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Steven Spielberg’s Lincoln is no longer just a movie based on American history, it is now a part of it.
Viewing the movie led two men to discover and correct a historical oversight related to Mississippi’s ratification of the thirteenth amendment, according to The Clarion-Ledger.
After viewing Lincoln, an associate professor from the University of Mississippi Medical Center wanted to learn more about the events depicted in Lincoln, specifically something that happened afterward: the ratification of the thirteenth amendment or the abolishment of slavery.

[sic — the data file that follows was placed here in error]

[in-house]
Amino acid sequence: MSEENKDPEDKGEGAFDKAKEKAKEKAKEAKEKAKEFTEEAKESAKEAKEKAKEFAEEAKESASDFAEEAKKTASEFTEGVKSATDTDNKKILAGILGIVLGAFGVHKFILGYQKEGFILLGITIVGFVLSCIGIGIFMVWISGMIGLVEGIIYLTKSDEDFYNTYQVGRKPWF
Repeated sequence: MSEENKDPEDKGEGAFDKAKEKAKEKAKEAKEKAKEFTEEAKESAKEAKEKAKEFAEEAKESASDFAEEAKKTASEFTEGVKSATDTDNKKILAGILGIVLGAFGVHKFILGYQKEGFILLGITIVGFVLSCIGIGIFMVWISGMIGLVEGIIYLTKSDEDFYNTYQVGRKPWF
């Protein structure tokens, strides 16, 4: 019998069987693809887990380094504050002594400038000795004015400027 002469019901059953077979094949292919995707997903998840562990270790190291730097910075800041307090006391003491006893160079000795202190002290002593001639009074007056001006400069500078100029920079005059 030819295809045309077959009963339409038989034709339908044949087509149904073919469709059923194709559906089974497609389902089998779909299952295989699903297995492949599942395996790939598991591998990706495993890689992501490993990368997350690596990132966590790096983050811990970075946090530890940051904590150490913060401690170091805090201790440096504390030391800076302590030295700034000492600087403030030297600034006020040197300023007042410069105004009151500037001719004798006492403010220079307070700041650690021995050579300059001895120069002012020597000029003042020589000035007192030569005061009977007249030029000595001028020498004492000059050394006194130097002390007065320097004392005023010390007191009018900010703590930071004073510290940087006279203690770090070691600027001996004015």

While conducting his research on the topic, Dr. Ranjan Batra noticed that though Mississippi finally ratified the amendment in 1995, the state’s ratification was never made official because the U.S. Archivist was never notified.
Batra then spoke with an anatomical material specialist at UMC’s body donation program named Ken Sullivan.
After confirming Batra’s assertion with the National Archives’ Office of the Federal Register, Sullivan then watched Lincoln and was moved to take action to rectify the amendment oversight.
Sullivan found a copy of the 1995 ratification resolution and notified the office of Secretary of State Delbert Hosemann, which in turn filed the necessary paperwork and sent a copy to the Director of the Federal Register, Charles A. Barth, who then declared Mississippi’s ratification of the thirteenth amendment official upon receipt of the paperwork on Feb. 7.